If Google's "streamlined" search engine tactics — hawking your search results to marketers and tracking your search habits — has you crying foul, perhaps a new fowl is in order. DuckDuckGo is a bird of a different feather and, as a recent Washington Post profile suggests, it's starting to spread its wings.
Created by Gabriel Weinberg, the website is an ad-free search engine that doesn't track users' interests to generate search results. It also doesn't monopolize search results to elbow out competitors' content, as Google has been accused of doing.
"My thesis for the company was, what can we do that other search engines,
because they're big, can't do easily?" Weinberg told the Post. "Because what's
good for Google business is bad for Google users."
Though it's still considered small potatoes next search engine Goliaths like Google and Bing, in one year, DuckDuckGo searches have increased 350 percent, up from 10 million in October 2011 to 45 million last month. That kind of ascent has even attracted financial backing and support from Union Square Ventures, the venture capital firm behind Twitter.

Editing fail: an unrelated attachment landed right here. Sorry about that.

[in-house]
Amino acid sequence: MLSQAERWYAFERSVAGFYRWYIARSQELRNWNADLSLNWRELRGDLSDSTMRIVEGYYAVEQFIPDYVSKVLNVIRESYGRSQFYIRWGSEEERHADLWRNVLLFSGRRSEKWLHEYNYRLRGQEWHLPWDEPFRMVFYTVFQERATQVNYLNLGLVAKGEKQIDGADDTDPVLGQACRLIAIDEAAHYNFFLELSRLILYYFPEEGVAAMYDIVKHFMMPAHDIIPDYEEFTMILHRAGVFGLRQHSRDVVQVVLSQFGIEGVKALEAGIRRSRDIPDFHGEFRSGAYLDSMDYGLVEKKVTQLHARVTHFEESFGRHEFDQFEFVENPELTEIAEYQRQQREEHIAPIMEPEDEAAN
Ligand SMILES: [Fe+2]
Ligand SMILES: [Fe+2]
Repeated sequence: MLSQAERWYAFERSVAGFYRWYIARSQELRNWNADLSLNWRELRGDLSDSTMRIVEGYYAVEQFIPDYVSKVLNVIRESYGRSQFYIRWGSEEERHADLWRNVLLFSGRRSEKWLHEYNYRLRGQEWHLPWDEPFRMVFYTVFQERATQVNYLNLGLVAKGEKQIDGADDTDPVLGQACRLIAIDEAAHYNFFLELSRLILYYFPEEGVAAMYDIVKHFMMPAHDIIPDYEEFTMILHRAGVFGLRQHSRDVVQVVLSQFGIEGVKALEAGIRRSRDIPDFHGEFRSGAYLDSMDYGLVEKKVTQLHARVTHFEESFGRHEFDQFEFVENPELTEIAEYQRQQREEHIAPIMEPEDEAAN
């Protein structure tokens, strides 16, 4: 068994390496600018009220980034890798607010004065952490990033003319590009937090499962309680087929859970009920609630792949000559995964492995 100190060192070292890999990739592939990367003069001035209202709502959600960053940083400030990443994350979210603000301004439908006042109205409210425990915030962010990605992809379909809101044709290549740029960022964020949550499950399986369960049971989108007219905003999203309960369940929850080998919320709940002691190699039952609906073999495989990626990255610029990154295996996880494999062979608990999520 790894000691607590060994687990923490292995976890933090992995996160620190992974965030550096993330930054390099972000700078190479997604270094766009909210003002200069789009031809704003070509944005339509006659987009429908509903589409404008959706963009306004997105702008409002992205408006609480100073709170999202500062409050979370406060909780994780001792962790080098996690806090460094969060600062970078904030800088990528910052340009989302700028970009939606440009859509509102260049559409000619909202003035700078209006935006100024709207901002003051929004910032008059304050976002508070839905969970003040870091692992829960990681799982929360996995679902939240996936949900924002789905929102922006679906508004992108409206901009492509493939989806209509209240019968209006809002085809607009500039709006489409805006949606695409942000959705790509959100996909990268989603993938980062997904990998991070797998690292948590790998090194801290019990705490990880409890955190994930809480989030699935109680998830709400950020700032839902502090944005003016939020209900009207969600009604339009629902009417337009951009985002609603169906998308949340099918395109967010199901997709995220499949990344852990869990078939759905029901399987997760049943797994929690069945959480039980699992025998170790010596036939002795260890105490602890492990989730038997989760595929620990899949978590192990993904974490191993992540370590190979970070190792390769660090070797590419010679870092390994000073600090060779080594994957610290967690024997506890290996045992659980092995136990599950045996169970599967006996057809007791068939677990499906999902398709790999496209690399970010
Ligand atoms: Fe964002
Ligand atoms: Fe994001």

To be fair, Google processes billions of searches each day, so it's unlikely DuckDuckGo will dethrone the world's most popular search engine anytime soon. However, Brad Burnham, managing partner of Union Square says a little healthy competition isn't such a bad thing.
"We think it's the right time and the right platform to take a crack at
this market," he told the Post. "At
what point does the breadth of Google's ambitions begin to diminish its
focus on its core asset and open up an opportunity for a competitor?
There will be an evolution in the marketplace that opens an opportunity
for others. I'm not ready to cede to Google the dominant position in
search until the end of time."